To all the women I’ve met who claimed to love every moment of their pregnancy, I have this to say: You lie. You like like rugs. Or maybe you just weren’t nine months pregnant smack dab in the middle of winter? Or maybe you just don’t know what it feels like to truly feel well – I suppose that’s a possibility. Regardless, while I am over the proverbial moon about this little girl of mine, I don’t feel ashamed in admitting that this last month of pregnancy has been a humdinger, and I am unabashedly looking forward to labor.
Probably I was spoiled with how well the first 7 1/2 months of the pregnancy rolled along. I admit I possessed a bit of hubris – while I experienced nausea typical of the first trimester and one scary bleeding incident that placed me on a week of bedrest, for the most part I tripped my way through the majority of this pregnancy with a lot of luck – I benefited from the increased pregnancy metabolism and didn’t gain too much weight, I didn’t suffer from back pain and thus wore high heels daily, as well as cute pregnancy outfits like navy dresses and short sweaters, and I felt, on a day to day basis, quite well and found myself baffled when the main question everyone asked me became “How are you feeling?” instead of ” How are you?” It almost seemed, at times, that people wanted me to feel poorly – or maybe just wanted to be let into my pregnancy a bit – and so I would honestly say that I found myself more tired than usual, but otherwise fine.
I think things first took a turn for the worse when I stopped exercising except for walking. I found anything besides a walk – from prenatal yoga to swimming – a trigger for terribly uncomfortable Braxton Hicks contractions and, since I am on my feet quite often for my job, I decided to cut myself some slack and take a break from workouts until after the baby is born. Probably a sound decision for my physical health and the health of my baby but also the first in a series of steps that has led me to feel more “not-me” than I ever thought possible.
I’ve already written about the second mishap – breaking my metatarsal bone at the beginning of month eight – so I won’t recount that incident again except to say beyond taking away my mobility for a couple of weeks it took away my shoe collection, which was a huge blow…now for comfort and safety I stuff my feet into my well-worn Uggs, either pushing my pant legs up or pulling them over the boots, neither of which is a particularly attractive look given how short-legged I am. This new development has also eliminated my sweater dresses as viable clothing options since obviously, the sweater dresses NEED the high heels to be a complete look.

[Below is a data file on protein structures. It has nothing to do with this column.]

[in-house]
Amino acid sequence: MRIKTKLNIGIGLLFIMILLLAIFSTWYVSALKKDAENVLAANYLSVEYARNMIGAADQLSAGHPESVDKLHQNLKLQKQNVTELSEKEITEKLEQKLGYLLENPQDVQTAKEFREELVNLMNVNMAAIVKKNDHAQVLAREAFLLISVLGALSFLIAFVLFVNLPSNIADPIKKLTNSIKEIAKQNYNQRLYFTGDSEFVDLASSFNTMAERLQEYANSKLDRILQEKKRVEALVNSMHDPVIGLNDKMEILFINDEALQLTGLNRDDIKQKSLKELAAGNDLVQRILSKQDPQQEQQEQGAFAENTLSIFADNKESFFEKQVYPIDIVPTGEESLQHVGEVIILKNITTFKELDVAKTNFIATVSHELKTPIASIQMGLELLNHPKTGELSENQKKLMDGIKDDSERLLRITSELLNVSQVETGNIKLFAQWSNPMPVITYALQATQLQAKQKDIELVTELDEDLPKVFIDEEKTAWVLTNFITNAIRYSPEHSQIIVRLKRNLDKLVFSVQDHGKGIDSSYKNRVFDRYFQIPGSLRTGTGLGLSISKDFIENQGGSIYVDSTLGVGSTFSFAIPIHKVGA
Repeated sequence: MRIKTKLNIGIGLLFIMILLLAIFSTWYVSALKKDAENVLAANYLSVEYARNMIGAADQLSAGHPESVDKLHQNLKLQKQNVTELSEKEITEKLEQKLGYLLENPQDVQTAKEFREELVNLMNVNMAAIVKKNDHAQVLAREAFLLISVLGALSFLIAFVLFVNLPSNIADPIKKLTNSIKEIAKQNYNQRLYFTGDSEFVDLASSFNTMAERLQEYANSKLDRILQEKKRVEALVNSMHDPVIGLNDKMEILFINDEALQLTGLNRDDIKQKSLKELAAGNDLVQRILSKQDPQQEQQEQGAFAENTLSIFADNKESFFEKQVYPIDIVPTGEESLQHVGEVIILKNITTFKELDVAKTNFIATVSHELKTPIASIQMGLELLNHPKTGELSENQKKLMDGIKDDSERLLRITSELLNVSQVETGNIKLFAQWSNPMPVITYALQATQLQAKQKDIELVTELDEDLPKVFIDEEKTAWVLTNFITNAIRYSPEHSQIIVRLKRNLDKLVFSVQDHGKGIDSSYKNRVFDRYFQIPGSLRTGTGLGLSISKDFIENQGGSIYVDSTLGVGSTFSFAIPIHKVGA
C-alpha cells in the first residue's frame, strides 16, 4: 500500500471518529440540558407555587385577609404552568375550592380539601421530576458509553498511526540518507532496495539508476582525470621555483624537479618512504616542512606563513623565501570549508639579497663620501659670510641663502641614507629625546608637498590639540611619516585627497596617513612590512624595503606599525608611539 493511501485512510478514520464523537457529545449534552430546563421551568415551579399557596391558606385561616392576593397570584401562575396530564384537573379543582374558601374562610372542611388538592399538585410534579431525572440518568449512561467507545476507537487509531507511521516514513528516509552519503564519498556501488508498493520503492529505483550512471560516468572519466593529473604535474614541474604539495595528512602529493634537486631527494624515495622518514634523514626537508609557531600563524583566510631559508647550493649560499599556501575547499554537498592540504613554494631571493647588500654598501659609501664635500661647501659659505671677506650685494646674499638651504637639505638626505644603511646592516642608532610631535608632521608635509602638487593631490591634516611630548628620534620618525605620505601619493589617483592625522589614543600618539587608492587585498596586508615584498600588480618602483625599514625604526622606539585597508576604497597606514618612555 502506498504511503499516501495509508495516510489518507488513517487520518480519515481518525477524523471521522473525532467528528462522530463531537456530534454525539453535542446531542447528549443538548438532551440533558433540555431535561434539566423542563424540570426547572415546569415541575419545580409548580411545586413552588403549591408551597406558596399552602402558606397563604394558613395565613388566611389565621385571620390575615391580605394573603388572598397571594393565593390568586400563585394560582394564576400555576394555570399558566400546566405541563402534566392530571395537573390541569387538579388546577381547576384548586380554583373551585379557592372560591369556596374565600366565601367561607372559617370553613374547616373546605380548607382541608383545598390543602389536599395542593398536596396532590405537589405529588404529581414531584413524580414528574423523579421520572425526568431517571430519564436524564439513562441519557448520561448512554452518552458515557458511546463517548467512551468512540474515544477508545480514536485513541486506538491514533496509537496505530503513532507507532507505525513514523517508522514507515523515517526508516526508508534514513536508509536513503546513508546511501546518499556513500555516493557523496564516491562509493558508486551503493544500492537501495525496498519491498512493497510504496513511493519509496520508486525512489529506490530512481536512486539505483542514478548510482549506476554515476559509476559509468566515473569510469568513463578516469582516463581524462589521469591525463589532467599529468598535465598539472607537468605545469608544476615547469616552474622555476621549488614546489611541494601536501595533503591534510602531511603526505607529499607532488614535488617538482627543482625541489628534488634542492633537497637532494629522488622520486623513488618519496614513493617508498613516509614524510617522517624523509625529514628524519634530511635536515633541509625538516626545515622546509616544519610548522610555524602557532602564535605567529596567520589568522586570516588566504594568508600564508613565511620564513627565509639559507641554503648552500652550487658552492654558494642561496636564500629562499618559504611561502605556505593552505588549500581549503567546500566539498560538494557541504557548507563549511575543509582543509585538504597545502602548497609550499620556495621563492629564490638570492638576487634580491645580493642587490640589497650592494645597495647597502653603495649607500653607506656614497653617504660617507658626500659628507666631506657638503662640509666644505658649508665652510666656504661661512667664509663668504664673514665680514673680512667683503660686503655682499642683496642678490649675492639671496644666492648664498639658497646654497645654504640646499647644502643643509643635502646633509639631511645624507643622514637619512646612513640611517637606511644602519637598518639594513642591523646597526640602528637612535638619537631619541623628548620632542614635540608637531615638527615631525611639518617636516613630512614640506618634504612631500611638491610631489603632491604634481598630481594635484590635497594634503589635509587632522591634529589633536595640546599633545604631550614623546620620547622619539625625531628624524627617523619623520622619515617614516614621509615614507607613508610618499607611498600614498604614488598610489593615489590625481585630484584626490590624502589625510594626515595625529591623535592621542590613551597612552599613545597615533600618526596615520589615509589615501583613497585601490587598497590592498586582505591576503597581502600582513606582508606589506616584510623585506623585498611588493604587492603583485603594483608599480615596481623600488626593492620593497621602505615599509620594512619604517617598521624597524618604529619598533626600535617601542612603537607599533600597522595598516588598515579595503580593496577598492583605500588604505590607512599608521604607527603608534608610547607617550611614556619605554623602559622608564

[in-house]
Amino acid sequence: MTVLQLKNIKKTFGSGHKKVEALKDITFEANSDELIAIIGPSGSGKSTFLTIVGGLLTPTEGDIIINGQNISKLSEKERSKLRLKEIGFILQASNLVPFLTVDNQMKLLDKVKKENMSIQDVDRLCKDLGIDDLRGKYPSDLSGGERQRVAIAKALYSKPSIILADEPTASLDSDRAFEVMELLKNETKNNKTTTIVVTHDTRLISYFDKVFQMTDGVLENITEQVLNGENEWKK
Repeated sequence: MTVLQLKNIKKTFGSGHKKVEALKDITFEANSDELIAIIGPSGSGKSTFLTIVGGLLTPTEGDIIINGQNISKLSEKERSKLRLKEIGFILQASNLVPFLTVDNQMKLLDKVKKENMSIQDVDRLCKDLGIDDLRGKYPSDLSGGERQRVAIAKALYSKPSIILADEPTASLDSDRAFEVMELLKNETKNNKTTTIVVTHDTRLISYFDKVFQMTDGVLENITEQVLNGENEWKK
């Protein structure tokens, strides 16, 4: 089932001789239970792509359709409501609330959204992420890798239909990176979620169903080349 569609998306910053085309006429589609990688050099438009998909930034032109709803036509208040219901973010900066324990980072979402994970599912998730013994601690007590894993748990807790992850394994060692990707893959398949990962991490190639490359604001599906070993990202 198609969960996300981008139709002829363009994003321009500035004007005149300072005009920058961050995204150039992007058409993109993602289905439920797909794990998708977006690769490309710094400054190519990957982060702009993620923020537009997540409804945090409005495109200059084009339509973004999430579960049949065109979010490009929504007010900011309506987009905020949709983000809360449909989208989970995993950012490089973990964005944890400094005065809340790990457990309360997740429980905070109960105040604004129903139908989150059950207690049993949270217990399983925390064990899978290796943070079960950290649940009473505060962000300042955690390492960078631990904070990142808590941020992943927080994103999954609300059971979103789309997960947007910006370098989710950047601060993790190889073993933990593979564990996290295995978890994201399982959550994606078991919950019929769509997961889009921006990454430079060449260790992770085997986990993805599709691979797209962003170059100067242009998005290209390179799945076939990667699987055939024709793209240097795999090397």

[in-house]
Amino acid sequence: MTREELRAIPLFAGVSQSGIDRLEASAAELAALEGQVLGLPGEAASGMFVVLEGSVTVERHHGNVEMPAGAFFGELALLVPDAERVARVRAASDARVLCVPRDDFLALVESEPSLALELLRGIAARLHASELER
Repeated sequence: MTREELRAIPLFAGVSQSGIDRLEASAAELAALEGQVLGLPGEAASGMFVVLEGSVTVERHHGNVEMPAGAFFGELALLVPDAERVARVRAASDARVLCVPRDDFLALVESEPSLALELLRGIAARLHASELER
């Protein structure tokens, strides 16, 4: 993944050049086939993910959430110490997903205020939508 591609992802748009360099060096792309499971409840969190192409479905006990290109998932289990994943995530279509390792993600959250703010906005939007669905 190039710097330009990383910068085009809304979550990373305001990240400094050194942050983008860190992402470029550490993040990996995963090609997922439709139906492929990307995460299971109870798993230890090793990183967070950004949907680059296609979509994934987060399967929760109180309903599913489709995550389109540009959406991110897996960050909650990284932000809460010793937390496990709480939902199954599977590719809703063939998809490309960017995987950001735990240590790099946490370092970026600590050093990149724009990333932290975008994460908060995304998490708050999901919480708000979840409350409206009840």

In addition to stealing my shoe collection, the break also meant instead of running my usual errands I had to stay off my foot for several weeks. Since I wasn’t going to work because of doctor’s orders I thought it would be pretty unprofessional to keep my highlight and waxing appointments for this month, and obviously getting a pedicure was entirely out of the question, and so now I have dark brown roots practically down to my ears (because the hair, it is growing like gang busters), eyebrows so bushy they rival my dad’s and rough, unpolished feet. That I have to place in stirrups. Weekly. Only to have my doctor sigh and say I could have this baby tomorrow or two weeks from now, there really is no way to tell.
Yesterday, I awoke with a head cold, and a puffy red eye ( this happens occasionally – it’s not pink eye – just really really dry eye). Instead of contacts, I’m wearing my glasses. I’m blowing my nose approximately every second. When I am not moisturizing my mid-winter dry skin with cocoa butter I’m squeezing eyedrops into my drippy eye while my daughter does hand stand on my cervix without showing any intention whatsover of vacation the premises. I think she is holding on with mad glee to her due date of Super Bowl Sunday so she can steal attention away from the Steelers.
Women who tell you they’ve never felt better than when pregnant? I will say it again. LIARS. I haven’t even been cursed with some of the more routine pregnancy disturbances like heart burn and, well, other unmentionable discomforts but I am here to tell you late-stage pregnancy isn’t a cakewalk. The sad thing is I realize women in third world countries do this all the time, with absolutely none of the comforts my first-world lifestyle allows. I realize women have babies without receiving adequate nutrition, water, healthcare – women have babies without proper roofs over their heads, and here I am complaining about shoes and sweater dresses.
I know I should probably feel ashamed of myself for allowing these shallow concerns to influence my last few days carrying my daughter. What I look like – what I feel like – should pale in comparison to the fact that I am carrying a full-grown baby inside me. And sometimes, it does. I cannot wait to meet this little girl. But others? Well, as I limp along in my worn out Uggs, pulled up over leggings or some other just-as-bad fashion decision, my bushy eyebrows beating against the rims of my glasses, my hair morphing from blonde curls into brown dreadlocks no matter how much conditioning and coming I do, well – I think it’s okay to admit that how I look, for better or worse, does affect how I feel, and it’s okay to begin thinking about the time, the time beyond this pregnancy, when my baby is physically here and I maybe I haven’t yet gotten back to blonde or returned to my high-heeled way of life, but perhaps my nose has stopped running and my eye has stopped dripping and I am able to perform a few sun salutations in my living room and during those salutations I will form an intention, and that intention will be this: to never, ever tell another pregnant woman that being pregnant is the best she will ever feel.